Canyonlands National Park, UT.
Colorado River from our campsite, Moab, UT.
Bose making delicious breakfast burritos at our cambsite, Moab, UT.

In general, Moab is famous as one of the US top 4-wheeleing destinations. This is a true paradise for all lovers of Jeeps, ATV's and any other off-road vehicles. You will be rewarded with stunning views, side range of trails of different levels of difficulty, mostly old mining roads left by the past days, when this was a mining town, and some good thrill.
If you wish to try some off-roading, there are many places in Moab where one can rent a Jeep or ATV, many agencies even organize day trips to some of the popular trails. We mostly focused on hiking and sights on this trip. We hiked pretty much all trails in Arches that did not require registration, but we did not manage to go into the Fiery Furnace, which is apparently also something amazing, so next time! This is a great park, but very busy, one of those with houndreds of buses full of tourists in pink flipflops and RVs everywhere, which really too away from the experience. The true highlight was however the Canyonlands National Park, which still remains one of our most favourite national parks in the US! The Island in the Sky loop is literally across the street from Arches, yet there is no one there! There is an easy access road that any car can go on leading up to you and the views are indescribable. If you plan to go to the Southwest to see deep red canyons and huge landscape views, this is the place to be! Also, Canyonlands are the home to some of the best 4-wheeling trails. 

Natural Bridges National Monument, UT.
Ancient Pueblo Ruins, Natural Bridges National Monument, UT.

For the following two days we traveled south to visit the Natural Bridges National Monument and Lake Powell recreation area. Natural Bridges is a small, but very cute park well worth visiting, especially if you are interested in history as well as some stunning nature. These rocky bridges are quite different from the Arches, formed by a different geological process. There is a lovely hike through the canyon that takes you to many of the ancient ruins. If one is interested to see more of the Ancient Pueblo (Anasazi) history, I recommend following the Trail of the Ancients scenic route that goes through this area and takes you by several wonderful historical sites. However, Lake Powell, this place is something once again hard to describe by plain words. One really only sees two colours there: red and blue ... but sometimes, red and blue is more than enough! We took a ferry from Halls Crossing to Bullfrog on the other side of the lake, where we rented a kayak. Although typically, people take boats on the lake, kayaking is one of the more exciting ways to explore this once deep canyon, now flooded by clear blue waters of the Colorado river. This kayaing trip felt very artistic since our kayak was orange, surrounded by perfect blue water, orange rocks with brilliant blue sky stretching above us! One can even kayak to various petroglyph sites and hidden bays/canyons.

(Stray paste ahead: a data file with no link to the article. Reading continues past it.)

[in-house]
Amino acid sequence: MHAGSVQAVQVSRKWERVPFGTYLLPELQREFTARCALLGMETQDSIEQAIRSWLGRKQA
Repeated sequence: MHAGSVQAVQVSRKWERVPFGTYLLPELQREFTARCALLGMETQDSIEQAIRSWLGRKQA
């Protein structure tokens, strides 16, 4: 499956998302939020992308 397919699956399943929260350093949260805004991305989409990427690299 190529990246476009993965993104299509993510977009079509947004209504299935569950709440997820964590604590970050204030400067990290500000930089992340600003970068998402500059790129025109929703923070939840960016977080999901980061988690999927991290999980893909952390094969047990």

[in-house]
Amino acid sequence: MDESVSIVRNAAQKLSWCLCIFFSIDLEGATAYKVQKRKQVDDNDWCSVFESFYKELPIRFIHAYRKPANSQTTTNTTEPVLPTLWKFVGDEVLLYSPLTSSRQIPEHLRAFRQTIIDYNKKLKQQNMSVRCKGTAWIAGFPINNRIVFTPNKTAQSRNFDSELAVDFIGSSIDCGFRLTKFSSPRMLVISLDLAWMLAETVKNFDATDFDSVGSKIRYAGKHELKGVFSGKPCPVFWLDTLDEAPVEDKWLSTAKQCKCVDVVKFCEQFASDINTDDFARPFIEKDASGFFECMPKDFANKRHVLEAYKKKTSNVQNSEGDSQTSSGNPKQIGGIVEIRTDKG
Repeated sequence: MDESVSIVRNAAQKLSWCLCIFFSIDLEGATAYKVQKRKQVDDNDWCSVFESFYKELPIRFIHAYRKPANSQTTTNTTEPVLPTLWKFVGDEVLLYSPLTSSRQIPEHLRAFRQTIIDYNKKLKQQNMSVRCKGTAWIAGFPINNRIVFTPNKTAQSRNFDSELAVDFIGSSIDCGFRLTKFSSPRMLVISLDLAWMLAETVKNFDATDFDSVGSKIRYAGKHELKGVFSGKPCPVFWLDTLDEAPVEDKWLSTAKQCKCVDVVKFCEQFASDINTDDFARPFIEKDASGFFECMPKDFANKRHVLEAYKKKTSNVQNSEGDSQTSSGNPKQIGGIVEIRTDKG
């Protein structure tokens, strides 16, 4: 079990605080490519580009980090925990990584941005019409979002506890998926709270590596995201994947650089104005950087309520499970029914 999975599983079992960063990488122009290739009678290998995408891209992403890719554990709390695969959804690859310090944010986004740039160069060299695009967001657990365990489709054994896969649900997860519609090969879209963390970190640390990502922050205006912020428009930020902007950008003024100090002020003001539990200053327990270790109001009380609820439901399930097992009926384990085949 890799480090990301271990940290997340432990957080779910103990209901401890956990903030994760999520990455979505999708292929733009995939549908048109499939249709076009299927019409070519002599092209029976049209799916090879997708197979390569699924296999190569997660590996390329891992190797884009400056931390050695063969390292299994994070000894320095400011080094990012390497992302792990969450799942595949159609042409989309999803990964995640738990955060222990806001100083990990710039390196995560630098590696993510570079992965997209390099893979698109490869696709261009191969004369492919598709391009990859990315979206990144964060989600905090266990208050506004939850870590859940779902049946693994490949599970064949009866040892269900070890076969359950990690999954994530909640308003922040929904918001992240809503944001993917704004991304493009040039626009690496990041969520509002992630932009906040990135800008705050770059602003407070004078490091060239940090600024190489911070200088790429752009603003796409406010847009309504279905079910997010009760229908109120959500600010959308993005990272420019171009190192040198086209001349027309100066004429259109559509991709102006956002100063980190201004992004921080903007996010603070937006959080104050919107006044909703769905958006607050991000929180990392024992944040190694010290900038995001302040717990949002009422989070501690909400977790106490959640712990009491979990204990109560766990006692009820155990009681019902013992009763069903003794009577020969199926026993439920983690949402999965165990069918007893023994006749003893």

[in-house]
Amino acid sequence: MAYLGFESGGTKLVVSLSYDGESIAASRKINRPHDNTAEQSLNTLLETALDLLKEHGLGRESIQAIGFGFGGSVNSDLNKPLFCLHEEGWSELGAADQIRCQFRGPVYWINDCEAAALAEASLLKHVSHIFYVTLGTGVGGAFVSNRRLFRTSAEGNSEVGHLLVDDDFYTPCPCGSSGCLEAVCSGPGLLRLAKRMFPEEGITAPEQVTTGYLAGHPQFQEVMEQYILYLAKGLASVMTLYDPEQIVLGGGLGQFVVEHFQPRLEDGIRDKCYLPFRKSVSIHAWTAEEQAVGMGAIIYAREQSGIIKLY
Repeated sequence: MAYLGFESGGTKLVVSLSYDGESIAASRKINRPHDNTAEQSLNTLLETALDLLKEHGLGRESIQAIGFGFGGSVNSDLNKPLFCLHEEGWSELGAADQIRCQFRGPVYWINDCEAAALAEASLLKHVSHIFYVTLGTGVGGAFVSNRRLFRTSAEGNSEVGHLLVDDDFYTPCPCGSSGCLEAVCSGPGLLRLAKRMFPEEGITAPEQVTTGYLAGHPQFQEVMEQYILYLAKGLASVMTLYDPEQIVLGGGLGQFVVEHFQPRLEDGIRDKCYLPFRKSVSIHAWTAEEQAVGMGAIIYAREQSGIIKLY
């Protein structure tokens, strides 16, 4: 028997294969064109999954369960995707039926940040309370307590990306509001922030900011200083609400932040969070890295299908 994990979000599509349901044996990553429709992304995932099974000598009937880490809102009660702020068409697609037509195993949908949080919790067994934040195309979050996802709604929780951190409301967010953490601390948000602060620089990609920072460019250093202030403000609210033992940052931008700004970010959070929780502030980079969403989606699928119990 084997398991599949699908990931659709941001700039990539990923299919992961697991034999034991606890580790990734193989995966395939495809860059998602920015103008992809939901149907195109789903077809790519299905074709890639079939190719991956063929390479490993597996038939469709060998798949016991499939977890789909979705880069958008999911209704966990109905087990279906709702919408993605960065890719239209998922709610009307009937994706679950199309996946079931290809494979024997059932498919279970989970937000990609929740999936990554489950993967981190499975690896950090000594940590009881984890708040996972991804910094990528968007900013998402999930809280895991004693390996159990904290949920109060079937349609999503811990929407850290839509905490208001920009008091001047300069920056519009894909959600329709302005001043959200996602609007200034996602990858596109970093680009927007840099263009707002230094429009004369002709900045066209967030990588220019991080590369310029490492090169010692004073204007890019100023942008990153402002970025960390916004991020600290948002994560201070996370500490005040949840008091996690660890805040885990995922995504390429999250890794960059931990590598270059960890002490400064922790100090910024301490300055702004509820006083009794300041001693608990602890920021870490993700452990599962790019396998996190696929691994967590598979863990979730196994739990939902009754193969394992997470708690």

Sunset at our Halls Crossing Cambground, Lake Powell, UT.
Kayaking at Lake Powell, UT.
Kayaking at Lake Powell, UT.

Second time we traveled to Utah, we went for a simple weekend trip to the world famous Monument Valley. This place is famous for a good reason, these rock formations are like nowhere else, however the experience was once again spoiled by traffic jams of RV's, tour buses and tourists in silly clothes. I would recommend camping, also the local lodge serves great fry bread/Navajo Taco. The best time is to see the monument at sunrise, well worth getting up early! We also stopped by the Goosenecks State Park at the San Juan river, which is a must see if one is in the area. There are other exciting places in the San Juan County like the famous Valley of the Gods, Newspaper rock, Beef Basin, Comb Wash/Ridge, Grand Gulch, etc., but most of those can only be accessed with 4x4 vehicle and we were forced to skip those this time. This trip was improved when we continued down to Arizona to see Canyon de Chelly, which I will write about in the next article about Arizona.

Goosenecks State Park, UT.
Monument Valley Navajo Tribal Park, UT.
Sunrise at the Monument Valley, UT.
Moon setting over the Monument Valley, UT.

Monument Valley, UT.
Boneville Salt Flats, UT.
Visiting friends and enjoying delicious Czech food at the Bohemian Brewery in Salt Lake City, UT.